No two days are the same, each day is filled with different opportunities and challenges. This brings excitement to our lives but can sometimes make it challenging to build, and maintain, healthy routines. This is especially hard for those trying to balance personal goals, work, and family life during the ongoing COVID-19 pandemic. Many find the struggle of sticking to routines outweighs the reward of sticking to them.
At the start of this year, you may have made a list of 2022 goals; things you want to change in your daily routine to improve your wellbeing. If these are going great, then congratulations! If not, don’t worry there’s still plenty of time left in 2022.
Try 1 minute a day.
Pick one thing on that list and try doing it every day no matter what for 1 minute. Something so easy that when life gets busy you can still do it. Sociologist Christine Carter shares this process as the “Better than nothing habit”. Building a habit that is not built on motivation or having a lot of energy but willing to try something ridiculously easy every day. Doing something for 1 minute every day is achievable and easier to adopt, building motivation for long-term results. The goal here is repetition, not a high achievement. Initiating a behaviour is often the hardest part, but by getting started with only 1 minute of the activity, we are starting to build that habit. Once we have started to do this simple, quick behaviour even just a few times, we can repeat it easily which leads to us repeating on autopilot, even on our bad days.
Growth strives in the succession of small wins. Grand ambitious goals exert tremendous pressure.
“The big audacious goals are essential to motivation but they are too blunt to provide daily guidance or satisfaction” according to the Harvard Business Review. When individuals are faced with this pressure they get overwhelmed and will back out. Big goals often have unclear steps, making them difficult to action and too demanding to integrate into our busy lifestyles. Often when we decide on a goal we are motivated at the start giving us a little boost. Let’s say I wanted to run a 10k. After deciding this is my goal, maybe I would run 5k every morning for a week. However, it take can take anywhere from 18 to 254 days to form a new habit, this initial boost of motivation will not last that long thus this is only sustainable until I hit my first unmotivated day or when life gets in the way. Rather, I should start by running 1 minute a day building a solid habit that I can do every day without thinking. This will allow me to build over time, persevering past the initial motivation boost.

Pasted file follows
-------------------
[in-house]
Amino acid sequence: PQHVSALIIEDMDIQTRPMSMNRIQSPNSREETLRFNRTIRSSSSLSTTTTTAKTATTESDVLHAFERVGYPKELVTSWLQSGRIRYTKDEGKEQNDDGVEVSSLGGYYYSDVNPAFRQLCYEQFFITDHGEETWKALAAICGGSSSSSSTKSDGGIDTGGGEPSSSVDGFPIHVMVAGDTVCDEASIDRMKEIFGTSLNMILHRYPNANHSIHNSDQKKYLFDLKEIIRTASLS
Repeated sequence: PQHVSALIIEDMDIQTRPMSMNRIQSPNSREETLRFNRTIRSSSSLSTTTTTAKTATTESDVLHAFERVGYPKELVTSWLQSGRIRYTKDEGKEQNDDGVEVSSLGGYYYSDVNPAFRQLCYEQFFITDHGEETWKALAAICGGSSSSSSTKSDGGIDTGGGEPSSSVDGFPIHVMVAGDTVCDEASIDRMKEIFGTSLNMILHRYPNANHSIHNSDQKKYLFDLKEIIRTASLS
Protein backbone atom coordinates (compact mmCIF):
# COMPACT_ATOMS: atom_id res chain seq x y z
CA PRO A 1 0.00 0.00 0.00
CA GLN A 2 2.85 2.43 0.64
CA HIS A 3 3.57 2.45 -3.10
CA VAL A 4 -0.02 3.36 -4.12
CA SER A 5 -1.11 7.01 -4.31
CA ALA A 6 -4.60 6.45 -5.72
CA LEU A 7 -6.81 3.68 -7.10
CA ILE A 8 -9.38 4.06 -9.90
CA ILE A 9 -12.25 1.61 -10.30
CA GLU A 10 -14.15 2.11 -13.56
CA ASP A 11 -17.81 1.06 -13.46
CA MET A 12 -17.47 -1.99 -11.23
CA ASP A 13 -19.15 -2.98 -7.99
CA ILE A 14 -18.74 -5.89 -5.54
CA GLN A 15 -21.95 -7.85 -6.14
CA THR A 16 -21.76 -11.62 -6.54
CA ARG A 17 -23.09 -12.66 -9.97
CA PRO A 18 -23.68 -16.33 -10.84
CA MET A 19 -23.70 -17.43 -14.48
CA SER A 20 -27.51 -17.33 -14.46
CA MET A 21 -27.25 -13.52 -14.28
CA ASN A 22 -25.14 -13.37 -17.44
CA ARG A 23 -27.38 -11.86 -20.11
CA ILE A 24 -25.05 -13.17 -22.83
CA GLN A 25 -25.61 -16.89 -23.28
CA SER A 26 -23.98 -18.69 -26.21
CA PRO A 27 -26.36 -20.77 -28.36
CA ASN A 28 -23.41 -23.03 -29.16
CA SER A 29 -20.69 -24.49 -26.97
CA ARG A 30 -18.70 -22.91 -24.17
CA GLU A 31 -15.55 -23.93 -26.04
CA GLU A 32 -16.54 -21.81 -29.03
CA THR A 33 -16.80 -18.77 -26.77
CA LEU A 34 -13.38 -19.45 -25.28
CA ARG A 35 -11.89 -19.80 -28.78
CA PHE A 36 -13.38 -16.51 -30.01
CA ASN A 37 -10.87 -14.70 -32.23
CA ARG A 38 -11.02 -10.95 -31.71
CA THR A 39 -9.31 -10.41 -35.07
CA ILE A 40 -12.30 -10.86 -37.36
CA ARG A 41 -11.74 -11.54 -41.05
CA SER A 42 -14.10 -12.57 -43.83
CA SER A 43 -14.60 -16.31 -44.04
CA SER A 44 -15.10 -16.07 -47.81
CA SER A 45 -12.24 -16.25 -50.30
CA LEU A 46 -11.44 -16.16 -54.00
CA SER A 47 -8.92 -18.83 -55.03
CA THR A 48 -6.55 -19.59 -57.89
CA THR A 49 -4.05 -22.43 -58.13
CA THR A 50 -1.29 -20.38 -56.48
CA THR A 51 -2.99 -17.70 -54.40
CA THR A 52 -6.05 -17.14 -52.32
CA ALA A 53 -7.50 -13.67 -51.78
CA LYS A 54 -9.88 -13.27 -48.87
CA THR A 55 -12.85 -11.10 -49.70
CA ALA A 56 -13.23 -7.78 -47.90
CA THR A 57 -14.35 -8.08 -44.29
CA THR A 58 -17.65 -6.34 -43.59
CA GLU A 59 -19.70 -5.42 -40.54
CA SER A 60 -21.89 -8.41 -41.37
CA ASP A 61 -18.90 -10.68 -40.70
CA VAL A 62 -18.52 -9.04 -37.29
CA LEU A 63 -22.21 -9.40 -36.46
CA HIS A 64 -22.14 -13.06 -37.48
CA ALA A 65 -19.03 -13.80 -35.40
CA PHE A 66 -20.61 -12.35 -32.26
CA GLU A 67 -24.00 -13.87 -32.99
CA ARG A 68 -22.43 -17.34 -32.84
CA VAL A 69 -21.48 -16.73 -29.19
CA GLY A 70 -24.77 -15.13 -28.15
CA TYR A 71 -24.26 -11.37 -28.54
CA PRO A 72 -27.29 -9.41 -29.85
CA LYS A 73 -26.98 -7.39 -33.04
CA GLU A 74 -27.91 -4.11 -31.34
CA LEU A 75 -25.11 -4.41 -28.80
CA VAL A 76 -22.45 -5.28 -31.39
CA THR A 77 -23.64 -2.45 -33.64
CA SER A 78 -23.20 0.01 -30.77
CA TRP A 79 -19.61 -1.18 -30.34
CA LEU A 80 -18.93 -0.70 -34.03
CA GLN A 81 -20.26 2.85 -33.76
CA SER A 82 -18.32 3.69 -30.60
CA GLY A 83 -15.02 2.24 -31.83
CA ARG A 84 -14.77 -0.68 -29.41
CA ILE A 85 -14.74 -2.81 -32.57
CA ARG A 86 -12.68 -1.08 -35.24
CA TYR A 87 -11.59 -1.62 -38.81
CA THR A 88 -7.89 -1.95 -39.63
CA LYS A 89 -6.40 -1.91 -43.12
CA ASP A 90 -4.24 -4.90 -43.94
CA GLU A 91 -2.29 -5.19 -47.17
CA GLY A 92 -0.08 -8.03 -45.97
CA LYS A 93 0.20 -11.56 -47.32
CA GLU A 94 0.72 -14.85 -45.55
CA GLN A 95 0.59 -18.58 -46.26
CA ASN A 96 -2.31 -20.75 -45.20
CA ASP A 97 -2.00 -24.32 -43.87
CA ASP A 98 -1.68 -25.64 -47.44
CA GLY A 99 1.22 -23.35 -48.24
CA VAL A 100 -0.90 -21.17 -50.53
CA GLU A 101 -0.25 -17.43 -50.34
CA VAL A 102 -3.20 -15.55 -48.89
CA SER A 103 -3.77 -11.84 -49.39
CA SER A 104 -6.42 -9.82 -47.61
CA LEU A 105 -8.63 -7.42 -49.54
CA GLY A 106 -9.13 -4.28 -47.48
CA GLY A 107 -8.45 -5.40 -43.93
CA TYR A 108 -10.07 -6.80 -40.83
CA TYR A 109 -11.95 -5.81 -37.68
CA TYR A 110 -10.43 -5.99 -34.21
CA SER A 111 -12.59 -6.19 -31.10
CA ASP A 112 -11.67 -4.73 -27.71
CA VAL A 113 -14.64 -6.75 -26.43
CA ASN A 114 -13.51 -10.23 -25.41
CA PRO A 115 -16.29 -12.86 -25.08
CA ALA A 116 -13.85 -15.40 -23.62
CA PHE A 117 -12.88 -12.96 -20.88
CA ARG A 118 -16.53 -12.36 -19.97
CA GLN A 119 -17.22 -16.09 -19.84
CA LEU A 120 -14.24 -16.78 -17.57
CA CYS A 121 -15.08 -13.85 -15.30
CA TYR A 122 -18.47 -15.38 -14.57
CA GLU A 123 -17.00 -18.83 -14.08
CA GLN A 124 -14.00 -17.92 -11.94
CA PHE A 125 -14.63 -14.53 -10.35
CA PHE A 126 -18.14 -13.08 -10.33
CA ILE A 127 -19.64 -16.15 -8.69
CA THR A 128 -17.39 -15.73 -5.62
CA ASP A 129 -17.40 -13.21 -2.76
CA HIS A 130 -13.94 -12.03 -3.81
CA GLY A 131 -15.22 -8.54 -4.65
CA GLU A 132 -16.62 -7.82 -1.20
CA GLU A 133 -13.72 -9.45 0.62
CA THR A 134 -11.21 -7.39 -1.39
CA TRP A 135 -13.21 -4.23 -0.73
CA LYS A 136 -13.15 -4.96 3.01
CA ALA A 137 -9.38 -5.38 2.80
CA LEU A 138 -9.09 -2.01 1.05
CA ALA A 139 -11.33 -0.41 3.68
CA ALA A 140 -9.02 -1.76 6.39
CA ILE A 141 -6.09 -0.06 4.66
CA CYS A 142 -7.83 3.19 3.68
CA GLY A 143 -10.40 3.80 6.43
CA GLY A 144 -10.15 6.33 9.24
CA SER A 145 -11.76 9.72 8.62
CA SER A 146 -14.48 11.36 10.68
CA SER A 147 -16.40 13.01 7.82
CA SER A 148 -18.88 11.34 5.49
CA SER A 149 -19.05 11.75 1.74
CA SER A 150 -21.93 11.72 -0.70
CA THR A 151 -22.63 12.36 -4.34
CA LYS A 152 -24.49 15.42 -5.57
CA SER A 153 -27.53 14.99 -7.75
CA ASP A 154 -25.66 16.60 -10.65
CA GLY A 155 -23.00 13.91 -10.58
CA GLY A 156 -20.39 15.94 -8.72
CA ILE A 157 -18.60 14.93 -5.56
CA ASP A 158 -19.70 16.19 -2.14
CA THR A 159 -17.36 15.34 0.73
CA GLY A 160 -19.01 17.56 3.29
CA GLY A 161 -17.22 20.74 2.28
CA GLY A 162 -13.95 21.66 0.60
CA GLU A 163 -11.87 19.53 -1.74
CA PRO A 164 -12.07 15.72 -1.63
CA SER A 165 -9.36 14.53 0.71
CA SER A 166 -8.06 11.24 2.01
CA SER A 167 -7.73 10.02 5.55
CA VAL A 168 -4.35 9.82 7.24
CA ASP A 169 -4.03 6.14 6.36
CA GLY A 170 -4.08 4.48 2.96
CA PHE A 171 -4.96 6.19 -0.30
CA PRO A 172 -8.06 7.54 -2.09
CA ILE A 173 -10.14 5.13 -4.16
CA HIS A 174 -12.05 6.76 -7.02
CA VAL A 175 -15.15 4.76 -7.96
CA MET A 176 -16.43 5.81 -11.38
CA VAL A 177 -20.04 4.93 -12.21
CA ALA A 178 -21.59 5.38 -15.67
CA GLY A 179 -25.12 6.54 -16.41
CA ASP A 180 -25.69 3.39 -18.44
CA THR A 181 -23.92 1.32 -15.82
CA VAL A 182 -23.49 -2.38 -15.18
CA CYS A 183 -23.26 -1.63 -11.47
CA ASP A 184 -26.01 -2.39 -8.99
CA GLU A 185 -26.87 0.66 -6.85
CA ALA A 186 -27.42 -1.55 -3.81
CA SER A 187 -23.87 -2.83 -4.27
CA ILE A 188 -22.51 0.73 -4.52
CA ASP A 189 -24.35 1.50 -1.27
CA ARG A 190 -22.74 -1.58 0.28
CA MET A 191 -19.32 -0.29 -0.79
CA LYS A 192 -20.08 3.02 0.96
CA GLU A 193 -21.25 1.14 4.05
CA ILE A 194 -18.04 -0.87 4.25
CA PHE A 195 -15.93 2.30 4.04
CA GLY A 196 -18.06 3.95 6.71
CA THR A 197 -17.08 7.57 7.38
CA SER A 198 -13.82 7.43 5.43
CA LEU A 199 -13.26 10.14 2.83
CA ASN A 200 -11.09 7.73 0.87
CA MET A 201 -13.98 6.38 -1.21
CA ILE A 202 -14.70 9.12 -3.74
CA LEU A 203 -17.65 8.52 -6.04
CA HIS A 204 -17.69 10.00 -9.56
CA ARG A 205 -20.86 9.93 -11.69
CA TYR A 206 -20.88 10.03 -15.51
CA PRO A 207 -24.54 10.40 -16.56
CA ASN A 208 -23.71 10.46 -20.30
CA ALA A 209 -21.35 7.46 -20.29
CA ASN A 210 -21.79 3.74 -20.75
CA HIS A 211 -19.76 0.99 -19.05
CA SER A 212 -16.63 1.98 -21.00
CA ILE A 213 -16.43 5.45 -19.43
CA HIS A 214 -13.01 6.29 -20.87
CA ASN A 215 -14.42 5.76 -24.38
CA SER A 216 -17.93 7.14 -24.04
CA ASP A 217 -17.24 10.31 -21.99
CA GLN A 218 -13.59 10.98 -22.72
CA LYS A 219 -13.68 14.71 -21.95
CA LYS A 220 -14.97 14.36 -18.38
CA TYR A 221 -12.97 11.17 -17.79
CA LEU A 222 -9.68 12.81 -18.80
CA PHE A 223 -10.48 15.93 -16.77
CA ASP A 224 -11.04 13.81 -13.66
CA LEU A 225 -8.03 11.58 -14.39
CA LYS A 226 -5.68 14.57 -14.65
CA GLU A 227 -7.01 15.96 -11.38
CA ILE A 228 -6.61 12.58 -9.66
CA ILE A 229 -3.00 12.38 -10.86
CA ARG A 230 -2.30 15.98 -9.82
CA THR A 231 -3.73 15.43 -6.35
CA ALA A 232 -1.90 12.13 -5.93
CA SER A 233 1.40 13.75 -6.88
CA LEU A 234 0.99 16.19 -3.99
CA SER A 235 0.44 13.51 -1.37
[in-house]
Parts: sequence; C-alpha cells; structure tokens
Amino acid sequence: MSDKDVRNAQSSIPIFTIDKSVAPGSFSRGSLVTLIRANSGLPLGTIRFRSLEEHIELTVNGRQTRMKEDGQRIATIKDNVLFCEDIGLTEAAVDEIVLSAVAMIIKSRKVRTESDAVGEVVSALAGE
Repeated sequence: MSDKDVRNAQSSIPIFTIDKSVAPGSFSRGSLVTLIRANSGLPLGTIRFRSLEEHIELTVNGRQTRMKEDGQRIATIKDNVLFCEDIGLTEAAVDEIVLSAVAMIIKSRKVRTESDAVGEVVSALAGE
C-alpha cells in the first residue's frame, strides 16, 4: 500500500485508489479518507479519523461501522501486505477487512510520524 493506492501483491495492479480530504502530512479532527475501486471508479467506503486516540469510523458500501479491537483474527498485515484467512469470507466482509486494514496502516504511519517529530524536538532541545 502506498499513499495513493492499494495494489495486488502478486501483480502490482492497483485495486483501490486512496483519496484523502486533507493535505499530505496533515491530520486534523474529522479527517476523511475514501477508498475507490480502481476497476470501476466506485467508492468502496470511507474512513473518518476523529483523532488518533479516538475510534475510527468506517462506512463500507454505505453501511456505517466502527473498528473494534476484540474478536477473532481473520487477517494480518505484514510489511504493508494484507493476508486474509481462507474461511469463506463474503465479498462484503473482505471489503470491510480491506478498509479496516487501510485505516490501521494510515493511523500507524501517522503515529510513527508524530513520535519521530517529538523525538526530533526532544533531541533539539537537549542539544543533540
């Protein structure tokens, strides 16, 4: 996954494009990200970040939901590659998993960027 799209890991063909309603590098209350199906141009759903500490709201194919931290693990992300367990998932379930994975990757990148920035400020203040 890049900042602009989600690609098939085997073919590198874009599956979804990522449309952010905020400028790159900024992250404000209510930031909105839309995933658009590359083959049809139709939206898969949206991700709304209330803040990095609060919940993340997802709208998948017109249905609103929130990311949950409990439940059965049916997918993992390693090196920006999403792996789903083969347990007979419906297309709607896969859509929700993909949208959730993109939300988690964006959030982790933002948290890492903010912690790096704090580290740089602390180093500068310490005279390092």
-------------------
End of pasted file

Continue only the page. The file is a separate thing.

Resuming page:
Building your 1 Minute REST Routine
We understand that it is often hard to find just 9 minutes to get a REST session in before bed, despite all the benefits we feel during and after using REST. With every day changing, life may always get in the way and there may never be a perfect time every day to do a 12-minute session. So starting today try one minute. Even if you are having a crazy busy day, using REST for 1 minute is so ridiculously easy that it can fit into every day.
Here are a few easy steps to get your REST routine started:
- Pick a time of the day to commit to getting just 1 minute of REST.
- Go into the Umay app (bottom right person icon) and turn on a notification at this time (choose Usage Reminder – 1 day and your preferred time).
- Choose the extended RISE setting (90 seconds of warm to cool) every day for at least 1 minute at your selected time.
- Track your progress through the Umay app – aim for 1 week of 1 minute sessions. When you get there – let us know how this habit worked (firstname.lastname@example.org).
It’s this easy to form a new habit, to help prioritize a healthier you, as the first step on your journey to a more balanced life. We get it, it isn’t easy to change your routines that you’ve built up for years, but we hope that by using this technique taking one minute for yourself will come as second nature. Over time you can build on this one minute, but this week focus on one minute of one day at a time.